Enshrouded in a fire blanket, Matt had managed to stumble away from the wreckage. But burns covered two-thirds of his body. Rushed by ambulance to the hospital, he survived 22 days before succumbing. Two other workers also later died of their injuries.
CLICK HERE to watch a Center for Public Integrity video about the death of Matt Gumbel.
When Paul Gumbel went back to work at Tesoro in June 2010, two months after the accident, he lasted five days. "I had a humongous feeling of dread about even going through the gate," he said. He began seeing a psychiatrist and was diagnosed with post-traumatic stress disorder, a product of his horrific experience.
After taking medical leave, he returned to the refinery in October, but had another setback. A boiler backfired. It was nothing, really -- and everything. Paul now works in a less stressful environment in the Tesoro garage.
Heat Exchanger Was 38 Years Old
The heat exchanger that blew apart and killed Matt Gumbel was put into service in 1972, four years before Matt was born. According to the Washington State Department of Labor and Industries, Tesoro last examined welds on the device using a sophisticated method that could detect cracks in 1998. This was the only time in the exchanger's 38-year life that such an inspection had taken place, the department said; moreover, it found, Tesoro had tested fewer than 20 percent of the welds and focused on areas least susceptible to damage. Company records indicate that a planned 2008 inspection by Tesoro never took place, the department said.
The Department of Labor and Industries proposed a $2.4 million fine against Tesoro for last April's accident. Tesoro is appealing the citation, saying "many of the agency's conclusions are deeply flawed."
In a statement to the Center for Public Integrity, Tesoro said the heat exchanger that failed "was inspected regularly and was fully compliant with regulations and industry standards. The exchanger underwent external inspections once every two years and internal inspections in 1998 and again in 2005 . . ." State officials, however, say there is no evidence that the 2005 inspection was of the type that would have enabled the company to find cracks in the welds.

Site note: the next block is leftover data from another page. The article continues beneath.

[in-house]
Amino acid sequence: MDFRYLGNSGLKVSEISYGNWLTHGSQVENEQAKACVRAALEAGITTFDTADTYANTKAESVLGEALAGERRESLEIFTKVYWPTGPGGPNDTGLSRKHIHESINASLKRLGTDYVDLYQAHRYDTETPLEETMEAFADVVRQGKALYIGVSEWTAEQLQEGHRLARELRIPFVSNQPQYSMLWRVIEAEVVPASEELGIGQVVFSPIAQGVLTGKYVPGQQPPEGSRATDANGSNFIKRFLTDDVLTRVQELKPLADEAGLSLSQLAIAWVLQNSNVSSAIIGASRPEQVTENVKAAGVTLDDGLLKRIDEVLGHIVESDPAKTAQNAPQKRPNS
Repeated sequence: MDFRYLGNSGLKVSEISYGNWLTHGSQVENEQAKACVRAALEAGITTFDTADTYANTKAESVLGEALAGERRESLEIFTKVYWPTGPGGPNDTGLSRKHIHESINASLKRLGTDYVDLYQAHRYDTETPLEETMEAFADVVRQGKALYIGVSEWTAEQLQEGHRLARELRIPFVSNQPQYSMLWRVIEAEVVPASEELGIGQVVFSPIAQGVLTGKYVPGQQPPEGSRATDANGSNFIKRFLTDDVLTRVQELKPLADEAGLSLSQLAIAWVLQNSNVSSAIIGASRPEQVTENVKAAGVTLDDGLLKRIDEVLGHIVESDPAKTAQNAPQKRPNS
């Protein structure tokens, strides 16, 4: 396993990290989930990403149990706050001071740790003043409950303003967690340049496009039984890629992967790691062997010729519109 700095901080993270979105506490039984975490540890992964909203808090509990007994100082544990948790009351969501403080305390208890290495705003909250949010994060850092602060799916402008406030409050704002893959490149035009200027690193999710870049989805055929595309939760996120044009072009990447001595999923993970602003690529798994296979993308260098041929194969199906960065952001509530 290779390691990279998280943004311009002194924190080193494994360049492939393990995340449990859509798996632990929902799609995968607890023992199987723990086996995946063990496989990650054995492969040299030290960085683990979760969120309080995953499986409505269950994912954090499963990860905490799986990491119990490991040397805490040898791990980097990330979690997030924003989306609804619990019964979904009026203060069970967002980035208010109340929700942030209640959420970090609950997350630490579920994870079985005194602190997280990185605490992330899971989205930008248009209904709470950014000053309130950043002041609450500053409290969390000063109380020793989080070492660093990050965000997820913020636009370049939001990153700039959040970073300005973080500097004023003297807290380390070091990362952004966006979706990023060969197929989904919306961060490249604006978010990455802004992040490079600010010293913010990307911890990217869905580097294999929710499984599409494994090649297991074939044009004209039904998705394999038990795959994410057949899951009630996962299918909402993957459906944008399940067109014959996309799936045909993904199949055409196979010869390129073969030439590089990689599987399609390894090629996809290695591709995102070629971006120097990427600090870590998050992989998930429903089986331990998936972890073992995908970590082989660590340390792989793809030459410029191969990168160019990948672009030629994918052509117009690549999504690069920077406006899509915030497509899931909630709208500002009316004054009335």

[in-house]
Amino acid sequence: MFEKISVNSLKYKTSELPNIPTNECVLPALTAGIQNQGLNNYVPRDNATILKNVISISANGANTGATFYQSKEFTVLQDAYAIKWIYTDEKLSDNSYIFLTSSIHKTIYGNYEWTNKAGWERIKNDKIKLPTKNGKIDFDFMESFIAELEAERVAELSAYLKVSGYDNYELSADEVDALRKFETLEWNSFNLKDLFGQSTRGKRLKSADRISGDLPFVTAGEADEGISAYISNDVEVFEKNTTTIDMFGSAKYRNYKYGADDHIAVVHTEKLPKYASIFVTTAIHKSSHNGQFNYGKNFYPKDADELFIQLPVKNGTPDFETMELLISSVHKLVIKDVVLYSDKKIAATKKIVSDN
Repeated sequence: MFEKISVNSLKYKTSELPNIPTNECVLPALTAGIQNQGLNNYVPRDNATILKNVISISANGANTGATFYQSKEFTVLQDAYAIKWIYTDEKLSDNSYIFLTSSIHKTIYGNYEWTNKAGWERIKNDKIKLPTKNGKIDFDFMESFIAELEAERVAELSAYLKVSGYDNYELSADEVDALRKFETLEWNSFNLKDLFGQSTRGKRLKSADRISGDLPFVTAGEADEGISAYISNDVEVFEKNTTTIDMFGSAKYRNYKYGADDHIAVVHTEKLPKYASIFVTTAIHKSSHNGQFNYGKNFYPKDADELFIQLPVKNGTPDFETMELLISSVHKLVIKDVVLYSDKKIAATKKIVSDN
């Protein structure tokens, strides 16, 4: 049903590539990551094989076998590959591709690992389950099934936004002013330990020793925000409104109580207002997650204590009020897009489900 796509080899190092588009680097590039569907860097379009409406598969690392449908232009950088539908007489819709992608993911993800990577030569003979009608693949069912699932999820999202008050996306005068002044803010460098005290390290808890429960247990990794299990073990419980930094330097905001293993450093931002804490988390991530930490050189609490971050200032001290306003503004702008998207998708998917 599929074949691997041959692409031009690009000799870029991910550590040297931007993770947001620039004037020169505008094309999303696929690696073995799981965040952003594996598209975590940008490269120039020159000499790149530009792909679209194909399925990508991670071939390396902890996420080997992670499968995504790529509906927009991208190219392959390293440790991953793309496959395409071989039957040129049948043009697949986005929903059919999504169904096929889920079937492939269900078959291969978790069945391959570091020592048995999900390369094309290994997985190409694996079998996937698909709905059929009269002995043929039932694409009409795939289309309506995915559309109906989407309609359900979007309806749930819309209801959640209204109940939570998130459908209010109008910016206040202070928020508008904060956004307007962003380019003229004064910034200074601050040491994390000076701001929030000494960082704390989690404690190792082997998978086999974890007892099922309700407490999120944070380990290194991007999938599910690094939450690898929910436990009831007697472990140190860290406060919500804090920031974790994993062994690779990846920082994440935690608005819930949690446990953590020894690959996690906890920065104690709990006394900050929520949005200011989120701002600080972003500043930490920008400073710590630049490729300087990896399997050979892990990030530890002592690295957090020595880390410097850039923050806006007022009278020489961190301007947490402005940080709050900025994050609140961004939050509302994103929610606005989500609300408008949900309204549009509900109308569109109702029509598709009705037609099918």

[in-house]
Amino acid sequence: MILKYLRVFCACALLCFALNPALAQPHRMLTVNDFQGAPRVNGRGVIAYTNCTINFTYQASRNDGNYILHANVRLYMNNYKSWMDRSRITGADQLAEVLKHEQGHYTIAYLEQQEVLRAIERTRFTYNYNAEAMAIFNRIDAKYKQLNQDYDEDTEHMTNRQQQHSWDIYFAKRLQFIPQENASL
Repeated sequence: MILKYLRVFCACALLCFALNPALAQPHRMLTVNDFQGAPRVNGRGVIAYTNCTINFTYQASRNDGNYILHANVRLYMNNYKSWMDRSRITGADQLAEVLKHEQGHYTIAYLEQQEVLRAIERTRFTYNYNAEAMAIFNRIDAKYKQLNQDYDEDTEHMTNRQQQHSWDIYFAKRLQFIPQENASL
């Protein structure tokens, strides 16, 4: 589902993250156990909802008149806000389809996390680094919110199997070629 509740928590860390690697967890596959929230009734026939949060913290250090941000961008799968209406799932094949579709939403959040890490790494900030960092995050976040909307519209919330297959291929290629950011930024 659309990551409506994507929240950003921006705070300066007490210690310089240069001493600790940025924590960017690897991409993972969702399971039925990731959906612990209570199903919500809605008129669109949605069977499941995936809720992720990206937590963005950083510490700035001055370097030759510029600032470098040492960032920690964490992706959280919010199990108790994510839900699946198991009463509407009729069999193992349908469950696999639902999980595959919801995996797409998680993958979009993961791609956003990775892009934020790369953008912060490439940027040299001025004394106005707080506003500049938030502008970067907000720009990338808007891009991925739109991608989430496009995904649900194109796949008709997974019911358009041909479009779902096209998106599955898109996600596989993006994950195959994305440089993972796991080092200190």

In its formal appeal of the state citation, the company denied that it had violated safety rules and said it might raise any number of defenses, including "unanticipated employee misconduct."
A lawsuit filed against Tesoro on February 9, 2011 by families of six of the dead workers claims that the company pushed its heat exchangers too hard, for too long, scrimping on inspections and ignoring signs of trouble. Among other things, the lawsuit alleges that in 2001, an exchanger similar to the one that ruptured last year "failed catastrophically as a result of thermal fatigue and crack propagation," but that Tesoro "willfully disregarded" a company recommendation to inspect other exchangers for the same sorts of flaws.
"The plaintiffs' allegations are incorrect," countered Tesoro in its statement. The 2001 incident had different causes, the company said. Cracks "had formed through a degradation mechanism entirely different from that involved in the April 2, 2010, incident."
The company declined in its statement to say whether the accident was preventable, as regulators asserted, instead stressing that it "deeply regrets the immeasurable impacts" the tragedy has had on workers' families. Safety is "job number one" at Tesoro, the company added, "and we strive for continuous improvement in safety performance."
The Center for Public Integrity is a nonprofit, investigative reporting outlet in Washington, D.C.